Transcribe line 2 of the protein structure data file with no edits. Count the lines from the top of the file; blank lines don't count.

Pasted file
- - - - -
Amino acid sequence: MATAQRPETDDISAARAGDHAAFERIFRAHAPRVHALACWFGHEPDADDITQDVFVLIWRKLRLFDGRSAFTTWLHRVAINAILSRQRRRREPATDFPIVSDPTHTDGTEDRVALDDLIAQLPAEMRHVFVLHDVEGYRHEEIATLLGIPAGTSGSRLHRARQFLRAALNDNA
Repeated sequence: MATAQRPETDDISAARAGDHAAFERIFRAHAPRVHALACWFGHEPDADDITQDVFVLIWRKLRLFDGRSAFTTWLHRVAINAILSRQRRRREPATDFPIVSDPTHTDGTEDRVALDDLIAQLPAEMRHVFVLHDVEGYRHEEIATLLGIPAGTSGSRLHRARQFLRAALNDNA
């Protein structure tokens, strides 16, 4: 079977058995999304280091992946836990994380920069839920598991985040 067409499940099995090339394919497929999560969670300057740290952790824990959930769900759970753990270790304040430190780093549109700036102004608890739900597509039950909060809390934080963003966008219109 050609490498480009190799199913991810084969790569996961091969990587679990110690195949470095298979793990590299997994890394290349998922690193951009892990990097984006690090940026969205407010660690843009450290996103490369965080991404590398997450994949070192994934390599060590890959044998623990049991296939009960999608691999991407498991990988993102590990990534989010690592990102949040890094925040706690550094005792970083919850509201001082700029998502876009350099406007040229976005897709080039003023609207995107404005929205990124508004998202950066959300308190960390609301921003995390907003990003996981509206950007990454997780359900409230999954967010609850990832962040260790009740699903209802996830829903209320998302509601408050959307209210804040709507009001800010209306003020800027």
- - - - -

Repeated sequence: MATAQRPETDDISAARAGDHAAFERIFRAHAPRVHALACWFGHEPDADDITQDVFVLIWRKLRLFDGRSAFTTWLHRVAINAILSRQRRRREPATDFPIVSDPTHTDGTEDRVALDDLIAQLPAEMRHVFVLHDVEGYRHEEIATLLGIPAGTSGSRLHRARQFLRAALNDNA